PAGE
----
The Duke Ellington Orchestra Comes to Bethesda Blues & Jazz Supper Club on Saturday and Sunday February 14th and 15th

dukeWhat better way to set the mood than swaying with your sweetheart to the tune of “Prelude to a Kiss”? Just in time for a weekend of love, the Duke Ellington Orchestra swings into town for two shows at the Bethesda Blues & Jazz Supper Club.

While the great Duke may not be with us anymore, there’s no doubt his music is still going strong. But so is his band.

At the time of his passing in 1974, the prolific composer’s band had 51 years and more than 20,000 worldwide performances under its belt.

The baton was passed to his son, Mercer Ellington, who led the band until his own passing in 1996. Naturally, his youngest son Paul Mercer Ellington then took the helm.

Mercer Ellington.
Mercer Ellington.

Now under the direction of Lead Saxophonist Charlie Young (Paul is working on his Masters at NYU), the band continues to tour extensively, preserving and sharing that unique quality of the jazz giant’s 2,000-plus arrangements.

Charlie Young.
Charlie Young.

Young, now artistic director and conductor of the Smithsonian Jazz Masterworks Orchestra, was a hustling musician based in DC when Mercer rang him 27 years ago.

“As is typical in music industry, one day you can be at home twiddling your thumbs and the next you’re playing,” Young says.

He hopped a transatlantic flight to Geneva for his first gig with the band the very next weekend.

Still, Young had hardly been twiddling his thumbs. He’d mastered the baritone and was no stranger to the limelight.

“I had my own group at the time, and we were traveling and hitting DC nightclubs,” he recalls. “I was quite busy as far as a creative musician was concerned, and I had worked with some greats – Ella Fitzgerald for one – but I had never toured with a famous group like that. I’d never had a steady gig.”

Yes, he dropped Ella’s name just like that. And he’s the first to admit that what ensued was a pretty sweet career.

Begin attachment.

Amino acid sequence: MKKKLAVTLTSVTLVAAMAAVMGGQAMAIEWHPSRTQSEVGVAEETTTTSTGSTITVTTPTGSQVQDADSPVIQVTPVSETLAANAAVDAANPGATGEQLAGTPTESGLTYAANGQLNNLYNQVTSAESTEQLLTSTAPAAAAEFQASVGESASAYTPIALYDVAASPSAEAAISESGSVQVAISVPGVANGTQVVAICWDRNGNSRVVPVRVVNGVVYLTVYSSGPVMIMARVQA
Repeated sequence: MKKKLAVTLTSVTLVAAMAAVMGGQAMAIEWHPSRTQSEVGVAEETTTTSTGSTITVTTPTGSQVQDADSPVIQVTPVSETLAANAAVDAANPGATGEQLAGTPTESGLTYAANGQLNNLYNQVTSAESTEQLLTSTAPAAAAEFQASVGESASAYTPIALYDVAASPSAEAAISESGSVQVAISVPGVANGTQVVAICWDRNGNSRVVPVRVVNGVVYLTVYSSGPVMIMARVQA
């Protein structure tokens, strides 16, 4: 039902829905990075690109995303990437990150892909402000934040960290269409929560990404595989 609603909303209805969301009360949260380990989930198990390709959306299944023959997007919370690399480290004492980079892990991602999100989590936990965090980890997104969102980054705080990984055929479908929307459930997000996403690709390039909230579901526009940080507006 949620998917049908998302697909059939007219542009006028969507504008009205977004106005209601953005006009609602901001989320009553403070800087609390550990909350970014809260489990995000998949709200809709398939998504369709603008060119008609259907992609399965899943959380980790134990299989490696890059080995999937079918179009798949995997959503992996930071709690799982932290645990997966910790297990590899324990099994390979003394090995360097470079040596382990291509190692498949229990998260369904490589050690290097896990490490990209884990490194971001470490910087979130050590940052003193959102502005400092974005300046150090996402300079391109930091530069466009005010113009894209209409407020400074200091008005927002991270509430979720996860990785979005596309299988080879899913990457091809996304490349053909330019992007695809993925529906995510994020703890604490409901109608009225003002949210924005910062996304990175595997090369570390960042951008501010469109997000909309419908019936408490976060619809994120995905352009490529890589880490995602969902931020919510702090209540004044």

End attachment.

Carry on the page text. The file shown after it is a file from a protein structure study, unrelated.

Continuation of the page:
“I live a charmed life,” Young says. “One day I’d be in DC and the next on a yacht on the Riviera.”

Working for the Smithsonian has granted him access to Duke’s original compositions in their entirety.

“It’s in those pieces that never made it to the limelight where I discover more detail and areas for continued growth and development,” he notes.

This weekend’s shows promise to be a real treat, as dance engagements have become few and far between.

“Most jazz has turned into more of a listening art form,” Young says. “But when first founded the band mostly did shows of that nature.”

So when planning a date with your valentine this week, ask yourself: What would Duke say?

“It don’t mean a thing if it ain’t got that swing.”

The Duke Ellington Orchestra.
The Duke Ellington Orchestra.

 The Duke Ellington Orchestra plays this Saturday, February 14, 2015 at 7:30 PM and Sunday, February 15, 2015 at 7:30 PM at Bethesda Blues and Jazz Supper Club-7719 Wisconsin Avenue, in Bethesda, MD. For tickets for Saturday night purchase them online. For tickets to Sunday’s performance purchase them online.

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Mia Cortez
Mía has worked in publication management, journalism and communications for more than 10 years. Before joining the Adventure Theatre MTC team as communications director, she was marketing & communications manager for The Writer’s Center, where she honed her skills in marketing, web optimization and development, and was instrumental in surpassing annual revenue goals. She has served on the marketing committee of the Arts & Humanities Council of Montgomery County since 2012. Prior to The Writer’s Center, Mía was an arts reporter and editor for The Gazette, a Post-Newsweek Media company. She was an arts & entertainment writer for What’s Up Weekly and editor-in-chief at El Paso Inc., a family-owned business newspaper based in El Paso, Texas, for several years. She was also student publications adviser at The University of Texas-El Paso, her alma mater, and served on the marketing committee of the board of The Women's Fund of El Paso, a 501(c) (3) organization.